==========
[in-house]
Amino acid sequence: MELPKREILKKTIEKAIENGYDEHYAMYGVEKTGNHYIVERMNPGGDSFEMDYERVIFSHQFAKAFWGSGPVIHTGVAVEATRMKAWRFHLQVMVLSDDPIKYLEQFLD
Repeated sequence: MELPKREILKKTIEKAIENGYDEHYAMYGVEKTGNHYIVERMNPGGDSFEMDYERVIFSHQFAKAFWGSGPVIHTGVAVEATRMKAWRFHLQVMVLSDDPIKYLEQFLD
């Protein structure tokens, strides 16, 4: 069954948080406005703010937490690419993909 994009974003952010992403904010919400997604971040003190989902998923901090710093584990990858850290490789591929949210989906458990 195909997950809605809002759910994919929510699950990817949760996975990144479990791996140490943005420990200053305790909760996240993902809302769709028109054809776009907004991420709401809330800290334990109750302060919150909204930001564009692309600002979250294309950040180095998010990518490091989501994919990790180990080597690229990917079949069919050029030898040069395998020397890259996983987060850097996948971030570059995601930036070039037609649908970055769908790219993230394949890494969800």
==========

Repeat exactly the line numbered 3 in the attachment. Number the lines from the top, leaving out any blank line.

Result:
Repeated sequence: MELPKREILKKTIEKAIENGYDEHYAMYGVEKTGNHYIVERMNPGGDSFEMDYERVIFSHQFAKAFWGSGPVIHTGVAVEATRMKAWRFHLQVMVLSDDPIKYLEQFLD